Evidence for post-natal instability of head scalation in the meadow viper (Vipera ursinii) – patterns and taxonomic implications

in Amphibia-Reptilia
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Abstract

In Squamates, head meristic characters are commonly used in analyses of intraspecific variability, systematics and phylogeny. Taxonomic significance of head scales is based on the assumption that discrete values of particular scales are set at birth and stable during individual ontogeny. In this paper, we analysed ontogenic changes of head scalation in a population of meadow viper (Vipera ursinii), based on multiple recaptures of marked individuals. Our results show that changes of cephalic scales occur both in immatures and in adults; the frequency of occurrence of change in the sample of re-photographed individuals was 52.2%. Oligomerisation was the most frequent change, found in 39.1% of re-photographed individuals. Changes in shape of cephalic plates as well as polymerisation were recorded in 30.4% of re-photographed individuals. Results of the log-linear analyses indicated no relation either between scale change and sex or between scale change and growth. Although we do not suggest that meristic characters of head scales are completely inadequate for taxonomic use, we point out the need for taking into account the ontogenic trajectories of these characters when analysing intra- and interpopulation variability, in systematics and phylogeny.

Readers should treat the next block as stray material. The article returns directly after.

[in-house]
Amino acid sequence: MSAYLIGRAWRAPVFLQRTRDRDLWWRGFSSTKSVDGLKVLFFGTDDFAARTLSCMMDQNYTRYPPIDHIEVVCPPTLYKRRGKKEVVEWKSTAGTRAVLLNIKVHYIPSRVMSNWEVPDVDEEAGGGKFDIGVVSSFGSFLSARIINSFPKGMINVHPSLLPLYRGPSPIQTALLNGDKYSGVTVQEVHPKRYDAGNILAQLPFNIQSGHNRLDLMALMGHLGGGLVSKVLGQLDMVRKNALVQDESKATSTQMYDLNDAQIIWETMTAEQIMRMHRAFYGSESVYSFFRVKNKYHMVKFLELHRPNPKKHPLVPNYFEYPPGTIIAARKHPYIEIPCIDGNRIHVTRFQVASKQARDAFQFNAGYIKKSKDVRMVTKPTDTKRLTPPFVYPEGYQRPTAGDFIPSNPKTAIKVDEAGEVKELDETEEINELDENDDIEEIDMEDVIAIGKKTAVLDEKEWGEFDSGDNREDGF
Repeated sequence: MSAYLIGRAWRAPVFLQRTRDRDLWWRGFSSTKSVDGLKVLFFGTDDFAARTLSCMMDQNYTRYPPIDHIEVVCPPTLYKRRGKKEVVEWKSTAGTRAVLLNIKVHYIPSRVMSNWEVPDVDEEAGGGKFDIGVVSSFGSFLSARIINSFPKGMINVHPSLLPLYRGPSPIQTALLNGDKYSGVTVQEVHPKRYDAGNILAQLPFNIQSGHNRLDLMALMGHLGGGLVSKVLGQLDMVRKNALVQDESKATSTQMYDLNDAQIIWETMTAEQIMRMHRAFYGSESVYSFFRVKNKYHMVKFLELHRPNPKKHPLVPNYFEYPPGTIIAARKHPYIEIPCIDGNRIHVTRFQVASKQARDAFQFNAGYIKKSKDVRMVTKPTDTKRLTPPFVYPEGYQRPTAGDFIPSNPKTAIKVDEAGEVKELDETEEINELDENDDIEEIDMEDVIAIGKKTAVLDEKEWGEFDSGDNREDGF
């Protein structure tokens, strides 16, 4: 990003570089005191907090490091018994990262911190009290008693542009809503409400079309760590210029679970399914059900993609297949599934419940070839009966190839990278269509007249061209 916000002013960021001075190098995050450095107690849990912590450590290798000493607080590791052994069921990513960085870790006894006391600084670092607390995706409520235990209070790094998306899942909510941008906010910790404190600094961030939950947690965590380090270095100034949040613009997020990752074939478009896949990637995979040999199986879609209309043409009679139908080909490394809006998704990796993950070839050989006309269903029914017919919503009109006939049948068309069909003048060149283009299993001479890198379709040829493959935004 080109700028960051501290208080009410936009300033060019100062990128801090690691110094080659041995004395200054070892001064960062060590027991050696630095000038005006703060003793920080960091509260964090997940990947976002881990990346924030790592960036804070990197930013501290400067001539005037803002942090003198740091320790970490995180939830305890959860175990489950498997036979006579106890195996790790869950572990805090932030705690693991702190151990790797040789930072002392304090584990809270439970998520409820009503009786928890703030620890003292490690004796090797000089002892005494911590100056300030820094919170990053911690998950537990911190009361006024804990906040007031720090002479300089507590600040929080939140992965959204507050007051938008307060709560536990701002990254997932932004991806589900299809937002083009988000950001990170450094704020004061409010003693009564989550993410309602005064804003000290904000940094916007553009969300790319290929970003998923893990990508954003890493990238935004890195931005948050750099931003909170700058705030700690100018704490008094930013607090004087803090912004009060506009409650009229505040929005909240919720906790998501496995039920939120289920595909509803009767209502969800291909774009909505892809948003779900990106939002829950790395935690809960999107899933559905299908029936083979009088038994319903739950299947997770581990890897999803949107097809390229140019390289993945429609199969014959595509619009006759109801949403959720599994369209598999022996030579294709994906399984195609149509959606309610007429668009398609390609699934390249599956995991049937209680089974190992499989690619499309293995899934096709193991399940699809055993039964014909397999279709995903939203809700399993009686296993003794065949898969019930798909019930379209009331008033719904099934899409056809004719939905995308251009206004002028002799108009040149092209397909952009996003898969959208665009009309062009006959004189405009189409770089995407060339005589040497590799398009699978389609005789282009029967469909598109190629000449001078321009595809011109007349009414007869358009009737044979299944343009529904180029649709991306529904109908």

Evidence for post-natal instability of head scalation in the meadow viper (Vipera ursinii) – patterns and taxonomic implications

in Amphibia-Reptilia

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